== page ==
Beyond COVID-19, another political crisis has shaken the Hong Kong insurance hub, with a real impact on the local market. On 9 June 2019 one million people (so claim the organisers) took to the streets in protest to a Chinese bill that would authorise extraditions to the mainland. It was the spark for a protest movement that would burn for all of 2019. Largely put on hold thanks to the pandemic, the protest movement was stopped in its tracks in June 2020, when Beijing enacted the national security law. That was all that was needed for Washington, in the middle of campaigning for the presidential election, to announce retaliatory measures that included an end to its special relationship with a special Chinese region.
Unsurprisingly, this restless climate reinforced the uncertainty arising from the already strained trade discussions between the two great powers. Yet another factor which has fed new geopolitical friction in South-East Asia, and had a lasting impact on the local market, and the insurance sector in particular.
A number of insurance segments have been severely affected. These include life insurance, as well as other policies for “special” risks, such as insurance coverage for the culture and tourism industries. The first has seen the flight of its Chinese policyholders, buying “offshore” insurance policies in Hong King. This is a bad sign for both local and international insurers, who are eyeing their losses if this branch continues to be penalised. As for the second segment, it is, like much in our time, on hold during the pandemic.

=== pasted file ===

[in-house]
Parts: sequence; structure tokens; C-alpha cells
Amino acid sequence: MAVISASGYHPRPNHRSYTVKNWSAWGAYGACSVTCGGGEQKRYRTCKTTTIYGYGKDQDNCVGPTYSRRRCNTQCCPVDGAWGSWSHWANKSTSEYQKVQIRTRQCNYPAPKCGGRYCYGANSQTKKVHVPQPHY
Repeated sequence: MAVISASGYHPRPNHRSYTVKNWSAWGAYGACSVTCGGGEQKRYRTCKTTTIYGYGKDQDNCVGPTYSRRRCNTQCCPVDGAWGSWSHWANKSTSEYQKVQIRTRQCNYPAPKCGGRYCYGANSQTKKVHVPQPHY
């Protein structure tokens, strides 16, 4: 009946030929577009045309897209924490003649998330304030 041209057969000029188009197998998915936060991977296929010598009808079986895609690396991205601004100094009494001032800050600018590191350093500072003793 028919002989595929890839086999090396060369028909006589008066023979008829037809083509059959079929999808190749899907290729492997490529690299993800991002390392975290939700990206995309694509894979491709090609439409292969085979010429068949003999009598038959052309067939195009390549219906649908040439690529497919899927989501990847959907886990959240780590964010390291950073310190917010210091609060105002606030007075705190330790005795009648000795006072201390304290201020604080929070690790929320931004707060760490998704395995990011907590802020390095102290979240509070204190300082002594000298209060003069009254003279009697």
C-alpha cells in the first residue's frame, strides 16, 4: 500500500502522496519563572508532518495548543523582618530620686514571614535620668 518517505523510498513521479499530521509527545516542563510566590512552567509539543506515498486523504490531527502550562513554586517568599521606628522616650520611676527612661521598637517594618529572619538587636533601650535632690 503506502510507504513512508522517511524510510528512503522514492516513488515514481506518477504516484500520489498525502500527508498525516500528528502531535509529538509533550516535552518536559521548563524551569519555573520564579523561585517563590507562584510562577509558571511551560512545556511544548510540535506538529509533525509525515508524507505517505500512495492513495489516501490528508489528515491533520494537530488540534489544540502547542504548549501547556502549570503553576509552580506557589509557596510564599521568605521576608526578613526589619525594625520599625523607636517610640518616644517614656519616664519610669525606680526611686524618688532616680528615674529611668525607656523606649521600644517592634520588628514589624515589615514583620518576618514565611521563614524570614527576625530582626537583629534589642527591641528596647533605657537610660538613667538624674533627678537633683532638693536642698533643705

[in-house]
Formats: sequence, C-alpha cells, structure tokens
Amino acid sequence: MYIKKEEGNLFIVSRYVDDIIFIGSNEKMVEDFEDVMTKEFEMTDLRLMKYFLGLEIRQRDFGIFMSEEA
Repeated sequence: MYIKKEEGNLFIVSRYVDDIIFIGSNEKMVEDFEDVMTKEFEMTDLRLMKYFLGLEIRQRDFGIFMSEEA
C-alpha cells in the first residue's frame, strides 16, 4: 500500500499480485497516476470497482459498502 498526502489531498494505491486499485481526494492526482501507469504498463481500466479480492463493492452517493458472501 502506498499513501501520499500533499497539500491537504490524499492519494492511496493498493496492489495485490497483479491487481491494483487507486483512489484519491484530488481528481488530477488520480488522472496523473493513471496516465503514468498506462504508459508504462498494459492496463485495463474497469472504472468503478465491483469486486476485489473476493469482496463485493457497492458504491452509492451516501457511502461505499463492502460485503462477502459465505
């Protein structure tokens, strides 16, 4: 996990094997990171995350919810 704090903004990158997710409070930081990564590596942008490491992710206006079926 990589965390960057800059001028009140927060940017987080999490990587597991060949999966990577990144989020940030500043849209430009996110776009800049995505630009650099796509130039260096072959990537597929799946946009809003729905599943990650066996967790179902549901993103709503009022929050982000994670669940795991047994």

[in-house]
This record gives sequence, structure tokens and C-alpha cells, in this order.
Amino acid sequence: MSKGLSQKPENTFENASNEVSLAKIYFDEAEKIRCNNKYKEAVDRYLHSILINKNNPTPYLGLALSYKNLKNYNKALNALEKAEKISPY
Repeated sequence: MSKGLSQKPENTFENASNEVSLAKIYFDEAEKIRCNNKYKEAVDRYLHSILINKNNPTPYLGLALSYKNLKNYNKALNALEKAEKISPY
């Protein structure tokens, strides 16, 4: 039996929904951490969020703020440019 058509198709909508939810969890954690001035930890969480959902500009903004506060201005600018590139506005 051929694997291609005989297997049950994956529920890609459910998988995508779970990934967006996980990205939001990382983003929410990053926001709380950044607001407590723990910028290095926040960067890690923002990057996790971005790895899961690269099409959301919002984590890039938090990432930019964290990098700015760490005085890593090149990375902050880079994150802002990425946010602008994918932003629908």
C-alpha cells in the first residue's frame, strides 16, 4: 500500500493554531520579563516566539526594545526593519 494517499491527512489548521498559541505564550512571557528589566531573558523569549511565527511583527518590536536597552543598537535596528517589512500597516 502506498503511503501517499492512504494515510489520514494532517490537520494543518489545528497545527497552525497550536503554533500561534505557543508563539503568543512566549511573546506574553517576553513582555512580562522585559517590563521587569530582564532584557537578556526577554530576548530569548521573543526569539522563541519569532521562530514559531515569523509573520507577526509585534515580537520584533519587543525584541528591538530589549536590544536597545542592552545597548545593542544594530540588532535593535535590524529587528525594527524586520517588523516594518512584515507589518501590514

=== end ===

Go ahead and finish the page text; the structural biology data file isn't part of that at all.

And yet, before the coronavirus crises there were high volumes of claims. Cultural events cancelled (exhibitions, concerts), TV production postponed… the sector has been rocked by the pandemic. Not that insurers are recording losses, but this languid market naturally translates into less policies, as there are fewer incidents. Which is only right: a work of art can’t be damaged if it never leaves its plinth. This explains why few policies providing this kind of coverage have been taken out recently. So what now for those in the sector?
Some incidents never change. And with good reason: by its very nature, Asia’s topography means that some areas will be ravaged by natural disasters year after year. In Japan, typhoons, hurricanes, and floods are the bread and butter of this population which is widely insured as a result. The opposite is true in the Philippines, a country in the Western Pacific with an industrial fabric that is less dense than its neighbours, and little insured. If these major events can be neither predicted or avoided, there is another kind of incident to which Asian public opinion remains particularly sensitive: agri-food and consumer products. Why? There is a certain culture of perfectionism with regard to products in certain markets, and consumers are increasingly demanding. As a result, recall campaigns are not uncommon, at the risk of occasionally evolving into full-scale food industry scandals as was the case with the milk containing melamine in 2008, or the formaldehyde-tainted cabbages in China four years later. Suppliers are increasingly attentive and are often protecting themselves with Product Civil Liabilities insurance.
This is just one example of where loss adjusting is called for. Where Europe and Asia meet: some pointers.
Different cultures, same loss adjusting